COOL LET ME KNOW WHEN!!!
P.S. WE'LL HAVE A BLAST!!!
COOL LET ME KNOW WHEN!!!
Who on the forum has their PDR manual/10 Street figthing guides handy? :-)
Re-read the 10 Commandments of Street Survival.
Here are two edited supplements from the first chapter of the manual:
6 ? Thou Shalt Not Lose The Street Fight.
You must know in advance that you will survive the authentic street fight. By 'authentic' I mean a true situation where you have a moral and ethical reason to take action. Only then can you be resolute in your conviction and only then will you have the support of good and the force of the universe behind you. This may sound corny to some, but when you use your skills for "life" (for preservation), rather than "death", (abuse of your skill) the emotional power that is available to you is exponential.
You must also appreciate the relationship to the pejorative ego in combat. You don't "win" a real fight. You survive one. Win & lose are labels our ego uses. Think survival. Think about your life and why you'll survive. This is true power.
Remember this: Never fight when your opponent wants to fight. Never fight where your opponent wants to fight. And never fight how your opponent wants to fight. Take care of those three factors, I'll bet on you. Sun Tzu wrote: "The height of strategy is to attack your opponent's strategy." Study this.
Continued next post....
7 ? Thou Shalt Not Invite Disaster.
You've heard the expression "An accident waiting to happen". So many victims of violence failed to use simple skills like awareness and avoidance. No one deserves to be a victim, but many street tragedies result from "planning for failure through failure to plan." Though the world is an incredible and wonderful place, it does have its dangers. If you respect this simple truth and spend a little time developing your Survival ToolBox, you can get back to the real task at hand: enjoying your life.
For simplicity sake consider there are two types of victims. Those who deny and ignore (apathy will usually help seal your fate) and those who manufacture danger at every turn. If you haven't had the opportunity to read Gavin De Becker's excellent book The Gift of Fear, get yourself a copy. It is the first time, in my opinion, anyone has effectively explained the fear signal in a positive, useful light as it relates to danger and violence. His examples and theories are welcome additions to the pre-contact arsenal necessary to try to avoid violence.
It would be nice if simply 'trusting' survival signals were all we needed to detect and avoid danger. Unfortunately, there may be situations where we do everything right, but still find ourselves in the thick of things and must take physical action. Preparation is paramount.
Learn to evaluate a stimulus in advance. This mind-set will spare you a lot of trouble if you do a little research. In the end, most situations are easily avoided with the right attitude, awareness and advance analysis.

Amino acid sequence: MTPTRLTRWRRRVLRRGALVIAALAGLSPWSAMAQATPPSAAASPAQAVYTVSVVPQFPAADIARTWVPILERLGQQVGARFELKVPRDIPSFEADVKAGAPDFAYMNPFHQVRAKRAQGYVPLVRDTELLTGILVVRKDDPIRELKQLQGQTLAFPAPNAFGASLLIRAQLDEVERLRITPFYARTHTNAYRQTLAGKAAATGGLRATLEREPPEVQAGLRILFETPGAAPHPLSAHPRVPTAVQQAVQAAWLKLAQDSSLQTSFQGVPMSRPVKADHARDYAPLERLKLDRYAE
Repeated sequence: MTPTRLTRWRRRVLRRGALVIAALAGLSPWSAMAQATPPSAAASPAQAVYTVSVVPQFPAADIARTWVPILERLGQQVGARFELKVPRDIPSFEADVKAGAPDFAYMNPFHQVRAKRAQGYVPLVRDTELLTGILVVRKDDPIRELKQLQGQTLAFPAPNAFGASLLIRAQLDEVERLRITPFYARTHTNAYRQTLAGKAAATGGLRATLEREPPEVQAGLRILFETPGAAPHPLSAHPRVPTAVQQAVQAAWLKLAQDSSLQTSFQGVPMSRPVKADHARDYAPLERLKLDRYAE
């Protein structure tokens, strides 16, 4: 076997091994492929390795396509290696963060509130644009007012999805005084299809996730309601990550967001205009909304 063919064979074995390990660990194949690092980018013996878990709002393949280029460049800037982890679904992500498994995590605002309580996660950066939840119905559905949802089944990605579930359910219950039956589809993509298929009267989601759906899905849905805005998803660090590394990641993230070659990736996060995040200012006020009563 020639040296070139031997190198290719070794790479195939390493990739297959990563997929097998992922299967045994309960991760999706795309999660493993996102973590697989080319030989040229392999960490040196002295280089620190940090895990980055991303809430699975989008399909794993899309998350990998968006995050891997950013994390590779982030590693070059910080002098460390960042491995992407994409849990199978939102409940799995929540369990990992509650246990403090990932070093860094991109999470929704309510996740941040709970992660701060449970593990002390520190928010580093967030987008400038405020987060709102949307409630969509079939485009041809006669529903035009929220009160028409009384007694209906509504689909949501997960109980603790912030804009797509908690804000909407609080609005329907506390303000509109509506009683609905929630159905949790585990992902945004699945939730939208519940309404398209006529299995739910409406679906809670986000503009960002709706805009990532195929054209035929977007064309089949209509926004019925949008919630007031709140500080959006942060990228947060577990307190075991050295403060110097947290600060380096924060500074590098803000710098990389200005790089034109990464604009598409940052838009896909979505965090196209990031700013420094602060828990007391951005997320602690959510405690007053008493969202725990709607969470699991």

Here are the critical areas you must examine:
·Evaluate your routine. Are there any obvious places you could be attacked? Is there something about your schedule, behavior, residence, etc. that sends a 'come and get me' message to an opportunist criminal? When would you attack you and why?
·Evaluate your mind. What type of person are you? Do you find yourself in many confrontations? (Of any nature) How do you deal with them? Do you lose your temper quickly? Do you accept abuse (verbal, mental, etc.) too readily? Both reactions could create serious problems in a violent confrontation.
·Evaluate your arsenal. You may take care of the routine and have yourself in total control and still be faced with a threat. What specialized skills do you bring to the confrontation? Many of us become fairly proficient with our empty hands in a ready stance in the dojo where we know the rules, we know our opponent, the level of contact is agreed to and we're wearing equipment and...I think you get my point. Do you really understand the nut on the street? Are you confident on the ground? Against a weapon? In a survival scenario? Total confidence results when you ask pertinent questions and research, to satisfaction, the answers. That's being proactive. After all, this is your life.
Apathy and denial will seal your fate in a confrontation. Other personality aberrations like an inflated ego, misguided inferiority complex, and overconfidence all contribute to the issue of safety. These attributes will create problems during confrontations of any nature. Be proactive about the things that can cause you grief.
I have a simple belief that keeps me honest and introspective: I believe we experience confrontations every day of our lives, ("Confrontation" defined as any situation that affects our enjoyment of the moment - I know people who take traffic personally!). Therefore, the degree of calmness and clarity with which we deal with our confrontations will directly determine the quality of our day and therefore, the quality of our life.
After truly digesting this, re-read the OVERKILL chapter and then evalute my REPLICATION THEORY and Tom's philosopy on S&C.